Monday, April 18, 2011


    The most important part of the day in a child’s life is play time. The game is a natural, instinctive activity which combines learning and satisfaction. Even as a baby, the child begins to learn to commit to people, to build trust and to understand basic emotions. In the first two years, a baby discovers its body and learn to control it (in the first months, coordination between eye and hand is developing). While playing, the child remembers and recognizes shapes, notices the differences between them.
      Later, children play pretend games, role-play games, through which they develop language and relationships with other children, and prefer toys that resemble the objects used in everyday life-cooking equipment, tools, irons, dolls and action heroes. It’s the time when they enjoy active playing in nature, swings, slides and climbers. They are developing logic and memory, and you can play, with them games of memory, dominoes, matching pictures game...
     By playing with toys, children analyze the way toys function, solve problems, focus on tasks and during that time experience a pleasant feeling of success, but also uncomfortable feeling of failure. Children acquire new skills, and their confidence grows.
     As a way of life has changed, games have changed, as well.
     In the past, children would play together in the street or in the yard. An important feature of these games was to outwit a participant in the game and win thanks to a quick intellectual and physical reactions, skill, dexterity and wit.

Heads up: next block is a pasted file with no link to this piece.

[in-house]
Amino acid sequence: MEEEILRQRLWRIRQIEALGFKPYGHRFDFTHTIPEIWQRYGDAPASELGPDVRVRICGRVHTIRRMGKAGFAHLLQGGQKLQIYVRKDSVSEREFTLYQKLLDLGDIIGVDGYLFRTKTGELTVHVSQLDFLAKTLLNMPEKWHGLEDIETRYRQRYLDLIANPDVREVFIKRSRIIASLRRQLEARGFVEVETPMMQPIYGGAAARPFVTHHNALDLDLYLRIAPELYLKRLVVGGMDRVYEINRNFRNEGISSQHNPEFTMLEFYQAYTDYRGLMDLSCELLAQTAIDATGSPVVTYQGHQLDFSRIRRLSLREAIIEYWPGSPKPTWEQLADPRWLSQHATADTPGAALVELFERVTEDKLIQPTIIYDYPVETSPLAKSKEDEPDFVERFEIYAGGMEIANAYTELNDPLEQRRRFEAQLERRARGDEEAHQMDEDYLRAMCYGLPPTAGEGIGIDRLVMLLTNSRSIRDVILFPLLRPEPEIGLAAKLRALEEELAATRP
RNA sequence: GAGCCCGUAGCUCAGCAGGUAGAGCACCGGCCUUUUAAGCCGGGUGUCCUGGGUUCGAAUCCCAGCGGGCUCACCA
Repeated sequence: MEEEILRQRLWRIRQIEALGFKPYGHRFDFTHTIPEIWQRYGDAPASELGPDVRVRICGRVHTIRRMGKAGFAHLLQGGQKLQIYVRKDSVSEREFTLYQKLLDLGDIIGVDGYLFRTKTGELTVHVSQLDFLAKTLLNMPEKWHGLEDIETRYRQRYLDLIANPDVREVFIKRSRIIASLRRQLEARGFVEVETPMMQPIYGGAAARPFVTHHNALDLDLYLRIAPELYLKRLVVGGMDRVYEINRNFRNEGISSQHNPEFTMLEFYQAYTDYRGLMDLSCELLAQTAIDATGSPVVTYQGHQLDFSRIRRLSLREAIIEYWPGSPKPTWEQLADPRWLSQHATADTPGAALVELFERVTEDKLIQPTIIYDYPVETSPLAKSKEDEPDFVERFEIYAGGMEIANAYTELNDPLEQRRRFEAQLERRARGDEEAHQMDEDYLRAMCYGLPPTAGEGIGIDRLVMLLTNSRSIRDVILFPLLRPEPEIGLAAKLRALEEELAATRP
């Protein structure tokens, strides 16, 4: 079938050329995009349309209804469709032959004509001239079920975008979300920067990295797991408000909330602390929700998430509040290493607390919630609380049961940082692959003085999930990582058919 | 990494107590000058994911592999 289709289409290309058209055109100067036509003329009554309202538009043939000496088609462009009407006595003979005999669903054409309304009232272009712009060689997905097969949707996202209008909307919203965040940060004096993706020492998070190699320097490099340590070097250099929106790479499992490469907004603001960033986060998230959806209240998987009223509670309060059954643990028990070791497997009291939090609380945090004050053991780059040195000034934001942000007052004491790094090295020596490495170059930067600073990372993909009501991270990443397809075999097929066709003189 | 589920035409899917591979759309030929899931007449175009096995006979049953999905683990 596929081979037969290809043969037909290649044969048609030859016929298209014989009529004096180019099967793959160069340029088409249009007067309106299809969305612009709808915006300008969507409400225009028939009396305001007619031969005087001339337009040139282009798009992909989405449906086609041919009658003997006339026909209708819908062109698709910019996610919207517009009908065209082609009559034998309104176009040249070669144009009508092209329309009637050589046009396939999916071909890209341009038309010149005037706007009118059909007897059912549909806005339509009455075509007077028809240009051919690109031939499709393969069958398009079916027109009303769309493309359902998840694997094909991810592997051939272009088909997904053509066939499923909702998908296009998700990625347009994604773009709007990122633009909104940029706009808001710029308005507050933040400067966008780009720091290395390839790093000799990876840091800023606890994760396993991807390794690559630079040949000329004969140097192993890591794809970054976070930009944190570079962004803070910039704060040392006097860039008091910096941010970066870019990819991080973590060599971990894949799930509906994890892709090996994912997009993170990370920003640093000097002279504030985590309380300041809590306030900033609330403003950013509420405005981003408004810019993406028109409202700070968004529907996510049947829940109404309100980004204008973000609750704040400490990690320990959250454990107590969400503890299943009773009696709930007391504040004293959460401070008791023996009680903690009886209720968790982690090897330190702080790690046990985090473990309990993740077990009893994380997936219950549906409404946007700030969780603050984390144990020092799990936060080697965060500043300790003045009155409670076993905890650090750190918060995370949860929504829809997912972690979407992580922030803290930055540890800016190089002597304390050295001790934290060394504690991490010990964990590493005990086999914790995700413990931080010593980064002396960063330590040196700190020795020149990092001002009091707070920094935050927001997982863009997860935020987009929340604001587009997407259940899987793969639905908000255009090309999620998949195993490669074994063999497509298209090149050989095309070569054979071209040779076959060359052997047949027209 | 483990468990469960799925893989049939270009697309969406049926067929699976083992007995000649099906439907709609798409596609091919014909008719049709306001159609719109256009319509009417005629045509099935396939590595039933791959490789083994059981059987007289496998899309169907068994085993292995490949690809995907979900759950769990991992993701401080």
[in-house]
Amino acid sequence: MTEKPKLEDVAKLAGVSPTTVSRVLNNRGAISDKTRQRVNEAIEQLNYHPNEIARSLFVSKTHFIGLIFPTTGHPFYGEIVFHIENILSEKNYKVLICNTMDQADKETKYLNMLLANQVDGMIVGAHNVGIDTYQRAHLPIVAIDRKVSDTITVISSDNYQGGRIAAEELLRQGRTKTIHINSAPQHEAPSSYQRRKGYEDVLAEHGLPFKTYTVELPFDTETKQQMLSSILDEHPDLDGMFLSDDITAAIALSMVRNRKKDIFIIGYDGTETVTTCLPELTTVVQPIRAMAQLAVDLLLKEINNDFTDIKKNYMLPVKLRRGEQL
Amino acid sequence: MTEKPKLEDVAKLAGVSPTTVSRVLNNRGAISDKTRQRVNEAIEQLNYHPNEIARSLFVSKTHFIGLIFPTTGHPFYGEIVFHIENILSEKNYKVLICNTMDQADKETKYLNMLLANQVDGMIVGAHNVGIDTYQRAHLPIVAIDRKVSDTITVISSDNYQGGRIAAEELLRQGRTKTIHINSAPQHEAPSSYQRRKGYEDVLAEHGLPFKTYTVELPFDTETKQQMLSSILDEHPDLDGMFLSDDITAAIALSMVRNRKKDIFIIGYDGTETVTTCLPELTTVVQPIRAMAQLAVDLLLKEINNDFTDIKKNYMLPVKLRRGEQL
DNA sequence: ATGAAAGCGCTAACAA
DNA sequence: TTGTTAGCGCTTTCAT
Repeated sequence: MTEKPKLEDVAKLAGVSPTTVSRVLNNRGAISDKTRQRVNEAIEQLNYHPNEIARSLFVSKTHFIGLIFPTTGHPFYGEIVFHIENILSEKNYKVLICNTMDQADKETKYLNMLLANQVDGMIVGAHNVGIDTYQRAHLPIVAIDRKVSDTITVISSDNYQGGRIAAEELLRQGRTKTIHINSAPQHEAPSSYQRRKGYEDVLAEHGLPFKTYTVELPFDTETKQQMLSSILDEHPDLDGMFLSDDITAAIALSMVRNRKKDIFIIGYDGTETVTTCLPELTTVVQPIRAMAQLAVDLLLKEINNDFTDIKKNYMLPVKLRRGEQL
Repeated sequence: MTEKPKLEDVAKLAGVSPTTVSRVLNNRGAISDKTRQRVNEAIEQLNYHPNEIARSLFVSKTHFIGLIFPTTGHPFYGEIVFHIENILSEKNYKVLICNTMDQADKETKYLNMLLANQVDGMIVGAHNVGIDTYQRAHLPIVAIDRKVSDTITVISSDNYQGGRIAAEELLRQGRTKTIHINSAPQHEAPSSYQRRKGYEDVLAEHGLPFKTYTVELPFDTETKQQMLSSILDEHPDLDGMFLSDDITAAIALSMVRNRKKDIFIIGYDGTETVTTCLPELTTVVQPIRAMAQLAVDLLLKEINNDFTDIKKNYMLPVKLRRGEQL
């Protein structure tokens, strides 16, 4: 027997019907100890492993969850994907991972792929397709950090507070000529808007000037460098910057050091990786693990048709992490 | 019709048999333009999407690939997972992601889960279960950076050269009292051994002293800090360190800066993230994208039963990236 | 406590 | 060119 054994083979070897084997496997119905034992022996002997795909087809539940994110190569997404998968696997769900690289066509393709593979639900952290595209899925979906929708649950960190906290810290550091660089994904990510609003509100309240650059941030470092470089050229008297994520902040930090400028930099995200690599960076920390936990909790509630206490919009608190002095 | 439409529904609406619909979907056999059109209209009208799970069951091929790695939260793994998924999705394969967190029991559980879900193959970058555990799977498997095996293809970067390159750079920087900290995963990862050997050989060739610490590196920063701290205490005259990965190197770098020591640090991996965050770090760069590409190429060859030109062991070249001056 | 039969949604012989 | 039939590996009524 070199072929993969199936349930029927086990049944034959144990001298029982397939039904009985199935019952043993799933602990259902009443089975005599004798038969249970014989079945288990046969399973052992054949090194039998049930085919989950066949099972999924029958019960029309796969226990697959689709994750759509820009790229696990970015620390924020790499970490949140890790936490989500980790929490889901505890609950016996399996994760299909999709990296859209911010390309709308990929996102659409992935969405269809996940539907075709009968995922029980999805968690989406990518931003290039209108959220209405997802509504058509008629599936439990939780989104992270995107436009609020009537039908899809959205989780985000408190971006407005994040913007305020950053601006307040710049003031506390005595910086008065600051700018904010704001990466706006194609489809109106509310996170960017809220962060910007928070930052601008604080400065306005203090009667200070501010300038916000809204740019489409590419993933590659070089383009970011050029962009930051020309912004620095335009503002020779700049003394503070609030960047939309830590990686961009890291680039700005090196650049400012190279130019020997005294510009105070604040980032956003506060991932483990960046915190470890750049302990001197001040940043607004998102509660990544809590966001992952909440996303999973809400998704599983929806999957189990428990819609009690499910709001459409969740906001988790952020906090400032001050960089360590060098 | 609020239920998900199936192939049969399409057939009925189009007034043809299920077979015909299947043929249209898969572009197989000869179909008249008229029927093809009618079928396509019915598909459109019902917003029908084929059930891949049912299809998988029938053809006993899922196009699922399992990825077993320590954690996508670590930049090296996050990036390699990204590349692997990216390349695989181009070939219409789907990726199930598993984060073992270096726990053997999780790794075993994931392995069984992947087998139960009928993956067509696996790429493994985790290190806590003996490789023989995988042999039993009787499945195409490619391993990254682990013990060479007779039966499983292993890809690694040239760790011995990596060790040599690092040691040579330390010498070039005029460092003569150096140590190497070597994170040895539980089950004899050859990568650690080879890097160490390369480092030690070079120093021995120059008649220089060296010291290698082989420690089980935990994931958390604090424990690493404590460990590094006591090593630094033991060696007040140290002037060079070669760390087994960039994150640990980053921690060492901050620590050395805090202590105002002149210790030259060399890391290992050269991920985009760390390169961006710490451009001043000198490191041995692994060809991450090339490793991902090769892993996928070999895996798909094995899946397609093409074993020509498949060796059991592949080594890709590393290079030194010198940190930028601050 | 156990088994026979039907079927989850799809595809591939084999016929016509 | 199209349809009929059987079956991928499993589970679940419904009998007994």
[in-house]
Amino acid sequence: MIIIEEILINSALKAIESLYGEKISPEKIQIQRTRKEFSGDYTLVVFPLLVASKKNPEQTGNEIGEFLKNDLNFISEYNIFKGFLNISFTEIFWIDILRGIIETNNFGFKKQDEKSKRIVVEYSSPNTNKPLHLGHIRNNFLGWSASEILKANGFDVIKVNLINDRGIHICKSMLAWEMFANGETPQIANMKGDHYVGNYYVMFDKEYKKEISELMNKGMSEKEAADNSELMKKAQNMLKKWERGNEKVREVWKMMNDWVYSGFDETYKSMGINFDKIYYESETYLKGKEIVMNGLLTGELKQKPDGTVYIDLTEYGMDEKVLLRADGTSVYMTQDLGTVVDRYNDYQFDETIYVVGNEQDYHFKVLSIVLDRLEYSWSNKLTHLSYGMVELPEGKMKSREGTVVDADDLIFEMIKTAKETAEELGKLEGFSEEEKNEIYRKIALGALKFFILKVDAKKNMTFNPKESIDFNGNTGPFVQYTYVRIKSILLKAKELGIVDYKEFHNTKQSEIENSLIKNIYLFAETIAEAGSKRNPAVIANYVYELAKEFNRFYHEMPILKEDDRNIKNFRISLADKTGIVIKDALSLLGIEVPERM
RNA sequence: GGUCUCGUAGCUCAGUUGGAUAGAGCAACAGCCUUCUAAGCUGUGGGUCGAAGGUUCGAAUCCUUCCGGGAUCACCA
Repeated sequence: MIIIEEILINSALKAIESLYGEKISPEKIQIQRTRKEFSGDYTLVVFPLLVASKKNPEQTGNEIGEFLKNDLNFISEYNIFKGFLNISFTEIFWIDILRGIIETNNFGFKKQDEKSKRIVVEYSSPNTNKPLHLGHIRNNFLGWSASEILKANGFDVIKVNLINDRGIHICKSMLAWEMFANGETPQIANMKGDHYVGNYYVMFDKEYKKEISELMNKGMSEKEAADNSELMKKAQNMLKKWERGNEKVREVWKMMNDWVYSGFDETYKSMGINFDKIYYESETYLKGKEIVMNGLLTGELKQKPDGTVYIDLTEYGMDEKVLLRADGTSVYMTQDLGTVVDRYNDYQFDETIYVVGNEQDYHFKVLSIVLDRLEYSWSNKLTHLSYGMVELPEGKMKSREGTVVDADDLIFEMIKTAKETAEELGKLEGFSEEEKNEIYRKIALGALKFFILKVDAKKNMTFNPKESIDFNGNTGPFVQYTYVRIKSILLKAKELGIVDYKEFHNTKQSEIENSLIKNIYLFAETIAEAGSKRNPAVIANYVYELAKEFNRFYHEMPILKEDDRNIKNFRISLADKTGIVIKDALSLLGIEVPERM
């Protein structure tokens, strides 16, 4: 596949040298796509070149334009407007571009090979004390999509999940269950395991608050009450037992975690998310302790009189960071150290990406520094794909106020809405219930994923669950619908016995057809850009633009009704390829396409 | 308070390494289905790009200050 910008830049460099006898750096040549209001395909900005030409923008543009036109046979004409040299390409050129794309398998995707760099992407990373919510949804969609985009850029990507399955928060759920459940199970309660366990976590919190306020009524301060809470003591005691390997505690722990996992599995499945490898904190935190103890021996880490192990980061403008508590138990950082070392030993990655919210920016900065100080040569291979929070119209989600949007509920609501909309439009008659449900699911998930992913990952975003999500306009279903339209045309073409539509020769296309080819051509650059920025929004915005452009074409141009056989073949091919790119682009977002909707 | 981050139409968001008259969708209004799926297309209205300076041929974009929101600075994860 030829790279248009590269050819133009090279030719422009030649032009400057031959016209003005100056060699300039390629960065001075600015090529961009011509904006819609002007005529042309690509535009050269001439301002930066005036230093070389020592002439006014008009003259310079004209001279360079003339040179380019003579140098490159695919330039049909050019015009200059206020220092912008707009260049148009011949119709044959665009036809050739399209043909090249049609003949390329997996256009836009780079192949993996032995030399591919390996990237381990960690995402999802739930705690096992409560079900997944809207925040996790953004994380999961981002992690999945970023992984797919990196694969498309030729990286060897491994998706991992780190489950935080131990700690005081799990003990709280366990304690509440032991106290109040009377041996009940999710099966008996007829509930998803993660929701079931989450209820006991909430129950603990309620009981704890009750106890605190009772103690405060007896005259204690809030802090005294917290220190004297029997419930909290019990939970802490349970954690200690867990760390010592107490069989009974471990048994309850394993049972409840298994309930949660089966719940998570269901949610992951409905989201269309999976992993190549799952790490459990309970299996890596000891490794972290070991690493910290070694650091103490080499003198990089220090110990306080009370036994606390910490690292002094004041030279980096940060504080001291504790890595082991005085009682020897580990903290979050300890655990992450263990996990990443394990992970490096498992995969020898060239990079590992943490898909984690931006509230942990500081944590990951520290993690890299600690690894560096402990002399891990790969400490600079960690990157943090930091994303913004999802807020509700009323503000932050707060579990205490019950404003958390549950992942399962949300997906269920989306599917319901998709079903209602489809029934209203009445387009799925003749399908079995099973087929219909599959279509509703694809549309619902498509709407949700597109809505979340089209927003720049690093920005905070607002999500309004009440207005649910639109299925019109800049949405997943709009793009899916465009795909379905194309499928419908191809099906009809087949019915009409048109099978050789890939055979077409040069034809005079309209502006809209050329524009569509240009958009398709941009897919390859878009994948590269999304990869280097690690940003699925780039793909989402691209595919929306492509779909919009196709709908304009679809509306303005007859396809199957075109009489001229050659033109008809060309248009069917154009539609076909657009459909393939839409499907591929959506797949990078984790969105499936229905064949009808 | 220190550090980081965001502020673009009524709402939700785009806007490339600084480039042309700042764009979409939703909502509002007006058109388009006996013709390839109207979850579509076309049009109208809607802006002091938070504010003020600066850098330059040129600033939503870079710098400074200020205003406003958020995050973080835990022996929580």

Computer technology has entered the world of children’s games and computer games have become the most important children’s games. In these games, a child just sit in front of the computer for several hours, play by himself/herself. Thus, the social, i.e. collective role of children's games has disappeared. The child is referred for antisocial way of life with all that it implies and causes.
      Parents have a major role in the selection of children’s games. They need to tackle the challenges of passive modes of playing and encourage children to be more reflective and play social games.
     Recently, I visited our friends who have a 5 year old son. They are wonderful young people, educated, with careers, friendly and dedicated to the education of their child.
     Together, they created a game that has the same rules as the game of Ludo. The difference is that all players start from the same place, the road to house is much longer, and there is only one “home”.
     The winner is the player who reaches the “home” first.
     On the way a child has to pass a number of obstacles. When he lands on the square with the letter S, he draws a card with a Serbian word that should be read, the letter M means to draw a card with a mathematical task appropriate to the age of preschool children, the letter E is the word in the English language.
     There are plenty of fields with pictures of animals, and a field with a picture of a rooster means that a player needs to crow, a picture of a pig means grunting, and so on ... There is a physical activity, some squares command players to do 15 sit-ups, 10 squats, 10 push-ups...
      If somebody does not fulfill the task, he must return back.
      My little friend and I played the game 2 times. On my way to “the home”, I had to calculate, cackle, and grunt etc, I did squats and crunches two times; luckily I missed the field with the pushups. Everyone had fun, especially when I was doing 15 sit-ups on the host’s living room floor, dressed in a casual suit, after the delicious and abundant dinner.
      The game is really useful, because it contains both mental and physical activity. The child has a chance to develop his creativity already in the built phase of the board for the game, and now he is improving his knowledge and develops his skills while having fun.
       I strongly recommend this game to adults, too, especially the part with physical activity.

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